Hi Sarah, thanks for giving these a try. Perhaps the flour wasn’t spooned and leveled, but it’s nothing that can’t be fixed during the rolling process. Tips for rolling that we’ve always found useful if your dough is crumbly– try picking it up and rotating it as you go. Additionally, you can use your fingers to help meld the cracking edges back together. The first few rolls are always the hardest since the dough is so stiff, but re-rolling the scraps is much easier. These are softer gingerbread cookies, but feel free to add more bake time for a crispier texture.

    2. Point 3 in the recipe says
      • Preheat oven to 350°F (177°C).

  12. Great recipe. I made a couple of tweaks and wondered if I needed to make adjustments for liquid if I remove some of the molasses and brown sugar (about 10 grams each). I noticed the cookies seemed dried out the following day. I did add 2 TB more of butter. Just wondered if maybe I should add an egg white or something else to give it more moisture. Thank you for your thoughts.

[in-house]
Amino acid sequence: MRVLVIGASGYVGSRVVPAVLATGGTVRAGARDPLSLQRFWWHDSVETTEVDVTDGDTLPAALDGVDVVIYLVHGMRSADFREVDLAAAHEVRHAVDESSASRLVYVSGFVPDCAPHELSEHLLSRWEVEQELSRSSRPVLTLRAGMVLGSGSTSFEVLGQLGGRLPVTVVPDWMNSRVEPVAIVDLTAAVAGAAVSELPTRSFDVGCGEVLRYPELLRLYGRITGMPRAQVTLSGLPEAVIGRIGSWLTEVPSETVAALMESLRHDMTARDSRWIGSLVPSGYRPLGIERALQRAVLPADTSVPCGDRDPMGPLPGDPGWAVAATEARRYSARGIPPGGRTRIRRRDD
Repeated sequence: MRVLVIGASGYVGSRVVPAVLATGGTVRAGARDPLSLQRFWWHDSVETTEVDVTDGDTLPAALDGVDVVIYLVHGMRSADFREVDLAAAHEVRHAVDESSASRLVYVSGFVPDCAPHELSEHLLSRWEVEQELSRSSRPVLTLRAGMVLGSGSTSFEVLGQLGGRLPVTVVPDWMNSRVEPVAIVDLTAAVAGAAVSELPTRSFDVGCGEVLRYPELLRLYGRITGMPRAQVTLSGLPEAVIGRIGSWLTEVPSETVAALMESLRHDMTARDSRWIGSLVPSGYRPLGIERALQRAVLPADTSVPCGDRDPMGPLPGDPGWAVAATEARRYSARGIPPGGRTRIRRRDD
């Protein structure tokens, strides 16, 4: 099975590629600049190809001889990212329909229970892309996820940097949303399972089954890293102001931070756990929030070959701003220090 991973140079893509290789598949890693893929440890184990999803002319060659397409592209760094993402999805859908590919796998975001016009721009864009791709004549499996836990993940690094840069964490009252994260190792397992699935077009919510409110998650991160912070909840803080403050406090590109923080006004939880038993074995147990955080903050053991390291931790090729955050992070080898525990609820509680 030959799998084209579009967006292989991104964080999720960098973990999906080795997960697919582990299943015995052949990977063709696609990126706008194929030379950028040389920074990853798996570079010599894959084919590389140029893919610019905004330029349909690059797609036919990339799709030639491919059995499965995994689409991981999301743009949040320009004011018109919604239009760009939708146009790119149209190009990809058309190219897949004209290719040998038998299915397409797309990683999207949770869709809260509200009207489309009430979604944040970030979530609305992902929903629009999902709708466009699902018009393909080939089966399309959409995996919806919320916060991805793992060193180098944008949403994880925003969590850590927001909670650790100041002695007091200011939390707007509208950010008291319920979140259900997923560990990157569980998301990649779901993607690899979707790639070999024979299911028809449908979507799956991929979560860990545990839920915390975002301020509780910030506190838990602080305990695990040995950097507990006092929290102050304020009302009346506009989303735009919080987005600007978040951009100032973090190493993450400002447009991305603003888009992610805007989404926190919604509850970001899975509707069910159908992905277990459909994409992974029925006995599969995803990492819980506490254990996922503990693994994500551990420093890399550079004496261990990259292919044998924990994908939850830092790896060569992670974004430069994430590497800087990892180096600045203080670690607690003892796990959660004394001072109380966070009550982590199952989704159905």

1. Lexi @ Sally's Baking Addiction says:

      Hi Gloria, Omitting some of the molasses and brown sugar will definitely remove some of the moisture from the cookie. It would take some additional recipe testing to find a way to balance that out, but let us know if you try anything. We’re glad you enjoyed them!

  13. Paolas Work says:

    Hi! Can I substitute the molasses? If I can for what ingredient ?


    1. Trina @ Sally's Baking Addiction says:

      Hi Paolas! Unfortunately, molasses is a key ingredient in this recipe and leaving it out would change how the cookies turn out. (We would recommend either adding milk or butter or another sweetener, but that would require testing.) Feel free to try our sugar cookies instead and add some spices like cinnamon, ginger, and cloves.

      1. Have not tried yet, but was wondering if the molasses could be substituted for golden syrup??